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Parallax Augmented Desktop (PAD)

Summary

The goal of this project is to exploit a simple spatial metaphor to simulate a much larger desktop area on a two-dimensional displaying screen. The metaphor consist on considering the actual displaying screen as the face of a cube that extends behind the screen (see figure below). The user is then able to see the other five faces of the cube (from the inside), and can place icons and organize applications over its faces. The interaction method is designed in such a way as to naturally and powerfully evoque the metaphor described above: the user head is continuously tracked by a webcam on top of the screen, and the virtual cube is rotated and projected on the screen creating the illusion of a real cube right behind the screen.

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Even though the image is not in 3D, when fine tunned, the adequate simulation of virtual parallax with respect to the motion of the user's head creates a compelling illusion of a virtual three-dimensional space. We hypothesized that we could take advantage of this illusion in order to simplify the task of selecting icons, closing and opening active windows as well as organizing information windows on a conventional Graphical User Interface environment.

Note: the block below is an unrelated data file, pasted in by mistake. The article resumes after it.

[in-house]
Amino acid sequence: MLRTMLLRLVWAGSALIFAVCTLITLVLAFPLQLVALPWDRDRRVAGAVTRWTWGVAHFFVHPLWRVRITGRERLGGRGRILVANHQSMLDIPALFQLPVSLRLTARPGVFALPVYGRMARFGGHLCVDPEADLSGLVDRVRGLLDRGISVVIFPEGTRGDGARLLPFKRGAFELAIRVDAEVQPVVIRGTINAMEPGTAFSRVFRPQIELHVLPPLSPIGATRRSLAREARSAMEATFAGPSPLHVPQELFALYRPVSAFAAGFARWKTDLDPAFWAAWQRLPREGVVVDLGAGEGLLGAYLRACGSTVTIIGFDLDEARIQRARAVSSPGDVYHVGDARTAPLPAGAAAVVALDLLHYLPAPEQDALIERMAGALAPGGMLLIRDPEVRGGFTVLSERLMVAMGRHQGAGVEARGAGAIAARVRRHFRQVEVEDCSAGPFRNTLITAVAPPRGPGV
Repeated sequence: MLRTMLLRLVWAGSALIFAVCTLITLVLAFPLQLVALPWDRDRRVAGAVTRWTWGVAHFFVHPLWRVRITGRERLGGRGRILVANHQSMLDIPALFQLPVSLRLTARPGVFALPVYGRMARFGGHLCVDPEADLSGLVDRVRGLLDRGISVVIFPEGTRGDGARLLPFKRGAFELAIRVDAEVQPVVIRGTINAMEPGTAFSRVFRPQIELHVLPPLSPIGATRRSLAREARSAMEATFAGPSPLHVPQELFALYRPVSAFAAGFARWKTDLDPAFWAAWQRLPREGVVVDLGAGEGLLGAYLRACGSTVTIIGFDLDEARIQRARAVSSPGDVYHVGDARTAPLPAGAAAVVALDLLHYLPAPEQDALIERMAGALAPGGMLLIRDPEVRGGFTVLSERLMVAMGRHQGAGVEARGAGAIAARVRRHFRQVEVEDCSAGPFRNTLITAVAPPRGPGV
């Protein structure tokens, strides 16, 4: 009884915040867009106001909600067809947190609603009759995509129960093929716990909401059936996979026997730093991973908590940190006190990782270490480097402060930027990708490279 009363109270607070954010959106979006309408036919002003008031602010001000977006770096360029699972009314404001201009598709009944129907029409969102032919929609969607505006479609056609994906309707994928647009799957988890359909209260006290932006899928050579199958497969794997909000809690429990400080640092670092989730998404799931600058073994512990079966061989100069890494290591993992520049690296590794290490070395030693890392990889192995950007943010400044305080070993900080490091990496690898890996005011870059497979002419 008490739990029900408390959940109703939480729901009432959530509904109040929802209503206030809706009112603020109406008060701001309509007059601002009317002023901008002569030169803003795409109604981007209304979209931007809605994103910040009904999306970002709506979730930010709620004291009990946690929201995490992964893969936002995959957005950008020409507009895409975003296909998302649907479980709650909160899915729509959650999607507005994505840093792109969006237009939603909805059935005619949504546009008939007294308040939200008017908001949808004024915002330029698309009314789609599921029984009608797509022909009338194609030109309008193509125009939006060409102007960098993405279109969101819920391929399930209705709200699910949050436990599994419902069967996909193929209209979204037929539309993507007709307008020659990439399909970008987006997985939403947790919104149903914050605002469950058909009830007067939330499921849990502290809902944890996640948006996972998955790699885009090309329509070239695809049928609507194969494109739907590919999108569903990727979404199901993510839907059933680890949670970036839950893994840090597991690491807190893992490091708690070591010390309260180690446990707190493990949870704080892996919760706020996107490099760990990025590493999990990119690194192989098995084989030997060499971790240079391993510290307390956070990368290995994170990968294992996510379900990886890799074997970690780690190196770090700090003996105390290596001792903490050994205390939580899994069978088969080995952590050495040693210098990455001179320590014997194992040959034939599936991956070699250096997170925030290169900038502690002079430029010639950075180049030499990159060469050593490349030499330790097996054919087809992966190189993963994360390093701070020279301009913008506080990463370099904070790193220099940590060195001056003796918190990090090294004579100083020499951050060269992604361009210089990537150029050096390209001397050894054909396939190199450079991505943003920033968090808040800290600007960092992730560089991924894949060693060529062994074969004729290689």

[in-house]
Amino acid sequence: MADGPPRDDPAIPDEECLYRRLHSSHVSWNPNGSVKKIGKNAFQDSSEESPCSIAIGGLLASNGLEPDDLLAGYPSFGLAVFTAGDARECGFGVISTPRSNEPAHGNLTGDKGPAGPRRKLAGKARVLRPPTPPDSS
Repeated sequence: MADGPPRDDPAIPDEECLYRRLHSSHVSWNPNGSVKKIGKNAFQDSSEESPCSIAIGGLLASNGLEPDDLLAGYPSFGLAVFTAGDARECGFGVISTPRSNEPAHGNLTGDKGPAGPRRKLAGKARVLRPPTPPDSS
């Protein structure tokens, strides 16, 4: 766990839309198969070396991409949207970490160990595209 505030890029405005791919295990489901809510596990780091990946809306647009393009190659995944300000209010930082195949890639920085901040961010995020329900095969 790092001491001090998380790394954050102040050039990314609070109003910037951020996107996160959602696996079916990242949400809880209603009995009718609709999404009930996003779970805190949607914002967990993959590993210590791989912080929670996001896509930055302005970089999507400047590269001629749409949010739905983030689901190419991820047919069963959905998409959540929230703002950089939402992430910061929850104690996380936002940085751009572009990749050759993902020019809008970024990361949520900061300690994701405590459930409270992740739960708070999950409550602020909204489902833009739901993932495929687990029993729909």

Our first usability test was encouraging, as it showed that the use of the Parallax Augmented Desktop is very intuitive (training is not needed at all), and actually performs better (in terms of speed) than scrolling the mouse in order to get information on the far right or left of the screen (see videos below).

Movies

Reference

  1. Reynolds, C., Cassinelli, A., and M. Ishikawa (2008) Meta-perception: reflexes and bodies as part of the interface. Conference on Human Factors in Computing Systems (CHI 2008), April 5 - 10, 2008, Florence, Italy. [PDF, Quicktime Video Figure, WMV Video Figure]
Ishikawa Oku Laboratory, Department of Information Physics and Computing, Department of Creative Informatics,
Graduate School of Information Science and Technology, University of Tokyo
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